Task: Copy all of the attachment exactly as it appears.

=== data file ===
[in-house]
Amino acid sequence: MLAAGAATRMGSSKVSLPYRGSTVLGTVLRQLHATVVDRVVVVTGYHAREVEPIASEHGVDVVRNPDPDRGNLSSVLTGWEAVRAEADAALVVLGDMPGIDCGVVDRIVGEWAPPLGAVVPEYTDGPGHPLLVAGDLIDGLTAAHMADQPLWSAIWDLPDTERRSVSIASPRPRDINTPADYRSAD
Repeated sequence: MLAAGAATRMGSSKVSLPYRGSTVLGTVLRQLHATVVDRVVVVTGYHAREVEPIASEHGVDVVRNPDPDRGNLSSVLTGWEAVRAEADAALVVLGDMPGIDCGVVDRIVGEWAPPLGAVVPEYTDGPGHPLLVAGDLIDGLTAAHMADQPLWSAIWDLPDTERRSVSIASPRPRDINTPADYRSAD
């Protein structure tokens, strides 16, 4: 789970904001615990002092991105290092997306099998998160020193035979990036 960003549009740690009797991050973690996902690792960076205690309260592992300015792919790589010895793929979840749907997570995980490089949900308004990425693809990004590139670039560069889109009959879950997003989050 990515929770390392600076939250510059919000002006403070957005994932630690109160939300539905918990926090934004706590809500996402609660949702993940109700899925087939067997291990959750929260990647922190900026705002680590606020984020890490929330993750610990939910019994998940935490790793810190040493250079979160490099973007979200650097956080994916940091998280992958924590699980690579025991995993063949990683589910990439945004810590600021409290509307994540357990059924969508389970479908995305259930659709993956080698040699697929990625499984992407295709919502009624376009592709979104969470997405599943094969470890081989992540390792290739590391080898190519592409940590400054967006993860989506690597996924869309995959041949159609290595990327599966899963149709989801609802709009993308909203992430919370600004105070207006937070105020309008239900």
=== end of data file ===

[in-house]
Amino acid sequence: MLAAGAATRMGSSKVSLPYRGSTVLGTVLRQLHATVVDRVVVVTGYHAREVEPIASEHGVDVVRNPDPDRGNLSSVLTGWEAVRAEADAALVVLGDMPGIDCGVVDRIVGEWAPPLGAVVPEYTDGPGHPLLVAGDLIDGLTAAHMADQPLWSAIWDLPDTERRSVSIASPRPRDINTPADYRSAD
Repeated sequence: MLAAGAATRMGSSKVSLPYRGSTVLGTVLRQLHATVVDRVVVVTGYHAREVEPIASEHGVDVVRNPDPDRGNLSSVLTGWEAVRAEADAALVVLGDMPGIDCGVVDRIVGEWAPPLGAVVPEYTDGPGHPLLVAGDLIDGLTAAHMADQPLWSAIWDLPDTERRSVSIASPRPRDINTPADYRSAD
């Protein structure tokens, strides 16, 4: 789970904001615990002092991105290092997306099998998160020193035979990036 960003549009740690009797991050973690996902690792960076205690309260592992300015792919790589010895793929979840749907997570995980490089949900308004990425693809990004590139670039560069889109009959879950997003989050 990515929770390392600076939250510059919000002006403070957005994932630690109160939300539905918990926090934004706590809500996402609660949702993940109700899925087939067997291990959750929260990647922190900026705002680590606020984020890490929330993750610990939910019994998940935490790793810190040493250079979160490099973007979200650097956080994916940091998280992958924590699980690579025991995993063949990683589910990439945004810590600021409290509307994540357990059924969508389970479908995305259930659709993956080698040699697929990625499984992407295709919502009624376009592709979104969470997405599943094969470890081989992540390792290739590391080898190519592409940590400054967006993860989506690597996924869309995959041949159609290595990327599966899963149709989801609802709009993308909203992430919370600004105070207006937070105020309008239900």